KIDADA: Let me make this clear: My feelings about my looks were never “in comparison to” Rashida. It was the white girls in class that I compared myself to. Racial issues didn’t exist at home. Our parents weren’t black and white; they were Mommy and Daddy.
RASHIDA: But it was different with our grandparents. Our dad’s father died before we were born. We didn’t see our dad’s mother often. I felt comfortable with Mommy’s parents, who’d come to love my dad like a son. Kidada wasn’t so comfortable with them. I felt Jewish; Kidada didn’t.
KIDADA: I knew Mommy’s parents were upset at first when she married a black man, and though they did the best they could, I picked up on what I thought was their subtle disapproval of me. Mommy says they loved me, but I felt estranged from them.
While Rashida stayed and excelled at Buckley, Kidada bumped from school to school; she got expelled from 10 in all because of behavior problems, which turned out to be related to her dyslexia.
KIDADA: We had a nanny, Anna, from El Salvador. I couldn’t get away with stuff with her. Mommy knew Anna could give her the backup she needed in the discipline department because she was my color. Anna was my “ethnic mama.”
PEGGY: Kidada never wanted to be white. She spoke with a little…twist in her language. She had ‘tude. Rashida spoke more primly, and her identity touched all bases. She’d announce, “I’m going to be the first female, black, Jewish president of the U.S.!”
KIDADA: When I was 11, a white girlfriend and I were going to meet up with these boys she knew. I’d told her, because I wanted to be accepted, “Tell them I’m tan.” When we met them, the one she was setting me up with said, “You didn’t tell me she was black.” That’s When I started defining myself as black, period. Why fight it? Everyone wanted to put me in a box. On passports, at doctor’s offices, when I changed schools, there were boxes to check: Caucasian, Black, Hispanic, Asian. I don’t mean any dishonor to my mother–who is the most wonderful mother in the world, and we are so alike–but: I am black. Rashida answers questions about “what” she is differently. She uses all the adjectives: black, white, Jewish.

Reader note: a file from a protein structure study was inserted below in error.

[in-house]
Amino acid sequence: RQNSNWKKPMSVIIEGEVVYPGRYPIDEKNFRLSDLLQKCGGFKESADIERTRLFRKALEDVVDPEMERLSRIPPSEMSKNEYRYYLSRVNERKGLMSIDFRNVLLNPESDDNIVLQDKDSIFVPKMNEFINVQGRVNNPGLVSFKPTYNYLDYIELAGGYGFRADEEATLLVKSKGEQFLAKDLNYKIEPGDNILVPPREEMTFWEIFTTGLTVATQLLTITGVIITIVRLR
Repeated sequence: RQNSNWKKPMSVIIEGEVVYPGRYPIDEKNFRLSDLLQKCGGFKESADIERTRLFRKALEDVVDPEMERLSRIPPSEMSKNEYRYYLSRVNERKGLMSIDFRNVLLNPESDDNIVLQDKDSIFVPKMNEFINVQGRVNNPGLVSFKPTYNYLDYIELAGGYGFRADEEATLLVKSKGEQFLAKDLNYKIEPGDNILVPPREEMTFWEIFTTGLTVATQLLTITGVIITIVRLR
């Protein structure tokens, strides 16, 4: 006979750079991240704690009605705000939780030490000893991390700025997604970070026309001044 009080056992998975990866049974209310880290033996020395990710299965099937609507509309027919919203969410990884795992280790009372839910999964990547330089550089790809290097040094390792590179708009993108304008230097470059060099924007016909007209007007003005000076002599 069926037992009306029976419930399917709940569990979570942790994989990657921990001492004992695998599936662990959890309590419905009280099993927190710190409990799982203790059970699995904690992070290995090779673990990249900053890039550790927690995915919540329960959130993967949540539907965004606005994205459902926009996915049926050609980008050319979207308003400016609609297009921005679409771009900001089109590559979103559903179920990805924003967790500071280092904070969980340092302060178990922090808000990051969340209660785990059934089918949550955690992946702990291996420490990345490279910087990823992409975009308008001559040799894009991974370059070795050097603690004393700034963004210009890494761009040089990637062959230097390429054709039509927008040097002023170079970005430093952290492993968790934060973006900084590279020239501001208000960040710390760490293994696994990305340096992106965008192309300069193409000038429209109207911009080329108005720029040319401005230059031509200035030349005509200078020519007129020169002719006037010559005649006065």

RASHIDA: Yes, I do. And I get: “But you look so white!” “You’re not black!” I want to say: “Do you know how hurtful that is to somebody who identifies so strongly with half of who she is?” Still, that’s not as bad as when people don’t know. A year ago a taxi driver said to me, That Jennifer Lopez is a beautiful woman. Thank God she left that disgusting black man, Puffy.” I said, “I’m black.” He tried to smooth it over. IF you’re obviously black, white people watch their tongues, but with me they think they can say anything. When people don’t know “what” you are, you get your heart broken daily.
KIDADA: Rashida has it harder than I do: She can feel rejection from both parties.